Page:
Our 48th Wedding Anniversary

>> Tuesday, July 31, 2012

On July 19, 2012 Connie and I celebrated our 48th wedding anniversary.  We got away for a couple of days.  On the 18th we drove over to Cumberland Falls State Park for a return visit to the falls.  We had been there about 5 years ago and although we enjoyed it very much, the water in the river was quite low and there was not enough water going over the falls to fully cover all of the rocks.  We had kept promising ourselves we would go back.  So, finally we made it.  Although the summer has been quite dry there had been some rain in the local area that had the river running at normal levels.


The falls is 125 feet wide and 68 feet tall at normal pool.  If you look closely you can see several people on the left of the falls.  This will give you a bit of an idea of the size.  The falls is referred to as the “Niagara of the South,” as it is the largest waterfall south of Niagara and east of the Mississippi river.

There is one thing that occurs here and in no other place in the entire western hemisphere.  Only at night during a full moon  one can see a “moon bow.”  This is much the same as a rainbow that is seen on most days but is an arc of white light.  We have never seen this but maybe sometime!

Leaving the falls we drove to near Knoxville, TN and spent the night.  We had made reservations at a unique “bed and breakfast.”  Here is a picture of the sign in front of the place.

IMG_0958We found the name of the place to be quite interesting since we live here “on Cedar Ridge.”  The cabin was moved to this location from about 3 or 4 miles away and was modernized.  It has central heat and air, a full bathroom and modern kitchen.  We opted out of the breakfast and took food and fixed our own—steak and eggs!

IMG_0953This picture is of the exterior of the cabin.  All of the logs in the walls are original.  The setting is very nice, quite a ways off of the main street and was very quiet and peaceful.  Below are a couple of photos of the inside of the cabin.

IMG_0945A very large and working fireplace is the central point in the  cabin.  Unseen in this photo is a nice sofa in front of the fireplace.  The white cabinet to the left in the photo is an entertainment center with TV and VCR.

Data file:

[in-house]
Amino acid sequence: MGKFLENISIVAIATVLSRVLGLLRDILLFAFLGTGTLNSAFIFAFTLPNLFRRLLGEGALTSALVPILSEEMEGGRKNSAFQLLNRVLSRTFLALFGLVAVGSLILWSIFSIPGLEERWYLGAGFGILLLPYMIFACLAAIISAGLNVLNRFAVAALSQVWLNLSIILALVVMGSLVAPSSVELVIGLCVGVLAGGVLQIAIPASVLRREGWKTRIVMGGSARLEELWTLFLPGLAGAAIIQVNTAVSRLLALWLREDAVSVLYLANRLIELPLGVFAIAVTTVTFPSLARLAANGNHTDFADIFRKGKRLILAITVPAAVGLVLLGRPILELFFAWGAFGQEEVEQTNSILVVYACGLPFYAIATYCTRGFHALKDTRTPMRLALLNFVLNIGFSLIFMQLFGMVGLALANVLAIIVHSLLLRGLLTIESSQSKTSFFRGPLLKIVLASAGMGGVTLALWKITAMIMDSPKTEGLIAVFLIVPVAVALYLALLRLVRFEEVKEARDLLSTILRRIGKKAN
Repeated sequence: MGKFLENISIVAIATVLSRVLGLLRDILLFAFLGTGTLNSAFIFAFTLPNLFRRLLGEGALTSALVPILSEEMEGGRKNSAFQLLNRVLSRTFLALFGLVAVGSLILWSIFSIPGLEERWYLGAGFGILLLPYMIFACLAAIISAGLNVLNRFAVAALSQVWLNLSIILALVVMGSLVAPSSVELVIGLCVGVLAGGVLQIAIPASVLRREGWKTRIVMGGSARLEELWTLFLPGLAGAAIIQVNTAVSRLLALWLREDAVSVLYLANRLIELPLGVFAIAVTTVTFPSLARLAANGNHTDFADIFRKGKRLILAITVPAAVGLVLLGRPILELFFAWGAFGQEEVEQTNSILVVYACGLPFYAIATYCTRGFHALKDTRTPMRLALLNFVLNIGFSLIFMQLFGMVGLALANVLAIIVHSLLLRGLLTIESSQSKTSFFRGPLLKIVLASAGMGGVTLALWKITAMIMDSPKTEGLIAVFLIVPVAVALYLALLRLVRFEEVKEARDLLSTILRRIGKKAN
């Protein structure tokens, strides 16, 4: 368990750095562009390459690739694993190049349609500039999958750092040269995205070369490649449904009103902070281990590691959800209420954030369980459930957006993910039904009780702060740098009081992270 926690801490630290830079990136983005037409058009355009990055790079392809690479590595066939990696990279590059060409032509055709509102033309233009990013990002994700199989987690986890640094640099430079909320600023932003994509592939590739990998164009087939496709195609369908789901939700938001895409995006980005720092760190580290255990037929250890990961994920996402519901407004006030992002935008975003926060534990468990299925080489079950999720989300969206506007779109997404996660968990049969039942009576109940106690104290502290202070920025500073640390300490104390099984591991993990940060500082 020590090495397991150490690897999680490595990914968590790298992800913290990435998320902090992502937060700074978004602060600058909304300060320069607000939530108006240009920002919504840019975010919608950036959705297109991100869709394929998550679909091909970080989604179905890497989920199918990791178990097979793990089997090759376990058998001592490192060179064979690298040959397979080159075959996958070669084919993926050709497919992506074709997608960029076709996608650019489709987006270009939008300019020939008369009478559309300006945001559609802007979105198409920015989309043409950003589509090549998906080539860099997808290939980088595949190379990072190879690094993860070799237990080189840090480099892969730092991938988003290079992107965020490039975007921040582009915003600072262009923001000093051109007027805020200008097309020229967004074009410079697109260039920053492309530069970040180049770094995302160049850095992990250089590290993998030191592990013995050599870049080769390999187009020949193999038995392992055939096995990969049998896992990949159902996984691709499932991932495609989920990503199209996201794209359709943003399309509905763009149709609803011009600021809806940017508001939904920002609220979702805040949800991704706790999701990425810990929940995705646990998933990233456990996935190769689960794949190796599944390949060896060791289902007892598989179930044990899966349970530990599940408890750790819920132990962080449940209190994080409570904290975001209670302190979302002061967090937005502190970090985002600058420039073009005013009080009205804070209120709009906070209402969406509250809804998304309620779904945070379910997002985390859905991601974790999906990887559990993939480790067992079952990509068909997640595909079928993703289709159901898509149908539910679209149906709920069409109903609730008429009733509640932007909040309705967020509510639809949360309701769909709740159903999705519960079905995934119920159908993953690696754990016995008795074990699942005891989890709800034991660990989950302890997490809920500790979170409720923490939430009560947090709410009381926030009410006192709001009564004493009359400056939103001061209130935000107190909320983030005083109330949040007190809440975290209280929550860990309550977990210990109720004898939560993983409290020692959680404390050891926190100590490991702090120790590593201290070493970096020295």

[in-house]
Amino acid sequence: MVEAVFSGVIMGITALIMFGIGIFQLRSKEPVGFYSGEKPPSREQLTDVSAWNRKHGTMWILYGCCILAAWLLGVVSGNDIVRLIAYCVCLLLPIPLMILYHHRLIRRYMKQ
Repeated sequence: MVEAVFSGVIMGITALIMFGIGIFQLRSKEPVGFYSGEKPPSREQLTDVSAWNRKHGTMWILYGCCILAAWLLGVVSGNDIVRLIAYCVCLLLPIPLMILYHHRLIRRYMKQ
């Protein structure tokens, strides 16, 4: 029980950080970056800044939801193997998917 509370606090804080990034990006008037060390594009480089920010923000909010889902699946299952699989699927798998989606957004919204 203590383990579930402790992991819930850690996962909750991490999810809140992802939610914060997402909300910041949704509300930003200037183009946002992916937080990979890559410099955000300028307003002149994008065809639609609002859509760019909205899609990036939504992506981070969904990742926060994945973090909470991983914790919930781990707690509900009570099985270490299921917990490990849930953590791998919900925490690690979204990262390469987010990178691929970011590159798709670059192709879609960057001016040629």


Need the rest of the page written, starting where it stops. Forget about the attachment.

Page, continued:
IMG_0948This picture was taken from in front of the fireplace, looking up into the loft where the king-size bed was located.  After a good breakfast the next morning, the 19th, we spent several hours at the Museum of Appalachia, which was virtually next door to the cabin.

The museum was founded by John Rice Irwin in 1969 with one log cabin.  It is now a non-profit organization and includes dozens of historic log structures and exhibit halls with thousands of authentic artifacts from the Appalachia area.  Mr. Irwin traveled the many back roads collecting these items, items used by and often made by the mountain folk of the Southern Appalachia area.


The view above is of part of the 60 acre museum grounds. 

IMG_0966The tiny building in the photo to the left is the smallest dwelling  in the museum.  It was moved to the museum in 2007 from nearby Beard Valley, in Union County, TN.  This was the home of an old bachelor by the name of Tom Cassidy.  He is reported as saying,  “I’ve got that little cot in there, a chair, a stove for heat and cooking, a frying pan, a bean pot, on old dresser, my fiddle and my pistol;  what more does a man need?

IMG_0973This cabin is known as the “Mark Twain Family Cabin.”  It was moved to the museum from Possum Trot, TN and once was the home of Mark Twain’s parents and some of their children.  Mark Twain (Samuel Clemons) was born 5 months after the family moved from Tennessee in 1835.

As I said, we spent several hours there but one could spend even more time looking at all of the interesting exhibits and reading the information that has been written about them.  We returned home that afternoon, having had an enjoyable break and a good anniversary.


Rev. Paul August 29, 2012 at 2:28 PM  

Happy anniversary! Sounds like it was a good one.

Nance December 1, 2012 at 8:06 PM  

oh wow! I was at this museum/historical complex once. I bought a little ol' second hand pottery vase not more than 5" tall that some woman up one of those hollows would have cherished -- as I cherish it now. It probably cost 19 cents back in 1908 or something . . . but that would have been a major decision to make as 19 cents might have bought the flour or the sugar for the week.

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